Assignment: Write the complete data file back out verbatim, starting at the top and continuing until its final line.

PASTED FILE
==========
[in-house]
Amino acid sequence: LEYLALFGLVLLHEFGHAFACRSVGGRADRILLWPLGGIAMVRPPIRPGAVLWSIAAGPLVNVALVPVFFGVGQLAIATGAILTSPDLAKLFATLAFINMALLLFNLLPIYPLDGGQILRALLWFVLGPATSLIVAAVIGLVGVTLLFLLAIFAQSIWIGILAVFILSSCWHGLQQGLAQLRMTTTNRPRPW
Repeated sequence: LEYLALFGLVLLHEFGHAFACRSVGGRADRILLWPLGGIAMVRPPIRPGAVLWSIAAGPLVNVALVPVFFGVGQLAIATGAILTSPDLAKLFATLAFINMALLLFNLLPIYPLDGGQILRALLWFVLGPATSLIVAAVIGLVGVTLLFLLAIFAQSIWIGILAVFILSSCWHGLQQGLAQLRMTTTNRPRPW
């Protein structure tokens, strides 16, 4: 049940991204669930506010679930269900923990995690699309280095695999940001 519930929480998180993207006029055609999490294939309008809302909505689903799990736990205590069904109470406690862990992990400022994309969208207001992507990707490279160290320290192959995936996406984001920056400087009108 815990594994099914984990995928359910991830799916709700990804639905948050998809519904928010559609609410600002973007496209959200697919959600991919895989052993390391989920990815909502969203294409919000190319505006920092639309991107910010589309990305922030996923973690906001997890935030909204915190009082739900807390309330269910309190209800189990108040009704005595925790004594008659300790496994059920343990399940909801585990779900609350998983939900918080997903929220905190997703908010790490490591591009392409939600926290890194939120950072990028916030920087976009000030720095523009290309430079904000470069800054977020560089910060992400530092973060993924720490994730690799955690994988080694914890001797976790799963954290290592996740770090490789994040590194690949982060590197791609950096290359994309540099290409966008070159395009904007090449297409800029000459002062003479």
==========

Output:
[in-house]
Amino acid sequence: LEYLALFGLVLLHEFGHAFACRSVGGRADRILLWPLGGIAMVRPPIRPGAVLWSIAAGPLVNVALVPVFFGVGQLAIATGAILTSPDLAKLFATLAFINMALLLFNLLPIYPLDGGQILRALLWFVLGPATSLIVAAVIGLVGVTLLFLLAIFAQSIWIGILAVFILSSCWHGLQQGLAQLRMTTTNRPRPW
Repeated sequence: LEYLALFGLVLLHEFGHAFACRSVGGRADRILLWPLGGIAMVRPPIRPGAVLWSIAAGPLVNVALVPVFFGVGQLAIATGAILTSPDLAKLFATLAFINMALLLFNLLPIYPLDGGQILRALLWFVLGPATSLIVAAVIGLVGVTLLFLLAIFAQSIWIGILAVFILSSCWHGLQQGLAQLRMTTTNRPRPW
């Protein structure tokens, strides 16, 4: 049940991204669930506010679930269900923990995690699309280095695999940001 519930929480998180993207006029055609999490294939309008809302909505689903799990736990205590069904109470406690862990992990400022994309969208207001992507990707490279160290320290192959995936996406984001920056400087009108 815990594994099914984990995928359910991830799916709700990804639905948050998809519904928010559609609410600002973007496209959200697919959600991919895989052993390391989920990815909502969203294409919000190319505006920092639309991107910010589309990305922030996923973690906001997890935030909204915190009082739900807390309330269910309190209800189990108040009704005595925790004594008659300790496994059920343990399940909801585990779900609350998983939900918080997903929220905190997703908010790490490591591009392409939600926290890194939120950072990028916030920087976009000030720095523009290309430079904000470069800054977020560089910060992400530092973060993924720490994730690799955690994988080694914890001797976790799963954290290592996740770090490789994040590194690949982060590197791609950096290359994309540099290409966008070159395009904007090449297409800029000459002062003479």